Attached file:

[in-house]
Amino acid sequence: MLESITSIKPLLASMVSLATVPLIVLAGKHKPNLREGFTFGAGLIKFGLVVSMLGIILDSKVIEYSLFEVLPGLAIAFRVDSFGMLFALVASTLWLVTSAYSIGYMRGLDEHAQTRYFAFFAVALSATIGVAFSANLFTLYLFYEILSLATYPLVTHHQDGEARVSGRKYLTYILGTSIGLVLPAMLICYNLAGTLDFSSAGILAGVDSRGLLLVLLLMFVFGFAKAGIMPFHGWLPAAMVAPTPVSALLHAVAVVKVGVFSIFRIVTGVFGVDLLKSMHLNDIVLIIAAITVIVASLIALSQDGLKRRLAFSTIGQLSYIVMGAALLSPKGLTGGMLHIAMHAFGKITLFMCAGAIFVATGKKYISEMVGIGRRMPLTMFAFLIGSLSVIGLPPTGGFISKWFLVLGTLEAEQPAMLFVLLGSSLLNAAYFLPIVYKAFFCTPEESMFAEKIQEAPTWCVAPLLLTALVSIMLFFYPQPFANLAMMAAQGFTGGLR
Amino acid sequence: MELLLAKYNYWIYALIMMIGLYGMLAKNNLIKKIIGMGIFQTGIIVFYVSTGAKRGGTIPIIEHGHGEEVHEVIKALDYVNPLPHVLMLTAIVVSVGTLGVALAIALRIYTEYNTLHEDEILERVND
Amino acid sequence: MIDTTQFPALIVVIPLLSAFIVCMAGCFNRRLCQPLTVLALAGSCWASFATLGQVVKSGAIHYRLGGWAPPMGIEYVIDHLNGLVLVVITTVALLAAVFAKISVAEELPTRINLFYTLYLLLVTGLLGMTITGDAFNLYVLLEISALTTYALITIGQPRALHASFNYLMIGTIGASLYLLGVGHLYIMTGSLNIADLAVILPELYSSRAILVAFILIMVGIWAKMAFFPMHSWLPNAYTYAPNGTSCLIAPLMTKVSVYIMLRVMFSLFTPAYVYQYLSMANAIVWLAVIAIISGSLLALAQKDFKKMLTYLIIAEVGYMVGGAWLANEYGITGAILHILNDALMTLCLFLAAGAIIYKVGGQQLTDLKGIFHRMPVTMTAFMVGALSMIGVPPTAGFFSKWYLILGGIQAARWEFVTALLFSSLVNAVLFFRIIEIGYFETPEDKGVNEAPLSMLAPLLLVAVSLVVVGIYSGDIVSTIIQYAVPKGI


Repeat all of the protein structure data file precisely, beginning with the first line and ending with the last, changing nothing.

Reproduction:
[in-house]
Amino acid sequence: MLESITSIKPLLASMVSLATVPLIVLAGKHKPNLREGFTFGAGLIKFGLVVSMLGIILDSKVIEYSLFEVLPGLAIAFRVDSFGMLFALVASTLWLVTSAYSIGYMRGLDEHAQTRYFAFFAVALSATIGVAFSANLFTLYLFYEILSLATYPLVTHHQDGEARVSGRKYLTYILGTSIGLVLPAMLICYNLAGTLDFSSAGILAGVDSRGLLLVLLLMFVFGFAKAGIMPFHGWLPAAMVAPTPVSALLHAVAVVKVGVFSIFRIVTGVFGVDLLKSMHLNDIVLIIAAITVIVASLIALSQDGLKRRLAFSTIGQLSYIVMGAALLSPKGLTGGMLHIAMHAFGKITLFMCAGAIFVATGKKYISEMVGIGRRMPLTMFAFLIGSLSVIGLPPTGGFISKWFLVLGTLEAEQPAMLFVLLGSSLLNAAYFLPIVYKAFFCTPEESMFAEKIQEAPTWCVAPLLLTALVSIMLFFYPQPFANLAMMAAQGFTGGLR
Amino acid sequence: MELLLAKYNYWIYALIMMIGLYGMLAKNNLIKKIIGMGIFQTGIIVFYVSTGAKRGGTIPIIEHGHGEEVHEVIKALDYVNPLPHVLMLTAIVVSVGTLGVALAIALRIYTEYNTLHEDEILERVND
Amino acid sequence: MIDTTQFPALIVVIPLLSAFIVCMAGCFNRRLCQPLTVLALAGSCWASFATLGQVVKSGAIHYRLGGWAPPMGIEYVIDHLNGLVLVVITTVALLAAVFAKISVAEELPTRINLFYTLYLLLVTGLLGMTITGDAFNLYVLLEISALTTYALITIGQPRALHASFNYLMIGTIGASLYLLGVGHLYIMTGSLNIADLAVILPELYSSRAILVAFILIMVGIWAKMAFFPMHSWLPNAYTYAPNGTSCLIAPLMTKVSVYIMLRVMFSLFTPAYVYQYLSMANAIVWLAVIAIISGSLLALAQKDFKKMLTYLIIAEVGYMVGGAWLANEYGITGAILHILNDALMTLCLFLAAGAIIYKVGGQQLTDLKGIFHRMPVTMTAFMVGALSMIGVPPTAGFFSKWYLILGGIQAARWEFVTALLFSSLVNAVLFFRIIEIGYFETPEDKGVNEAPLSMLAPLLLVAVSLVVVGIYSGDIVSTIIQYAVPKGI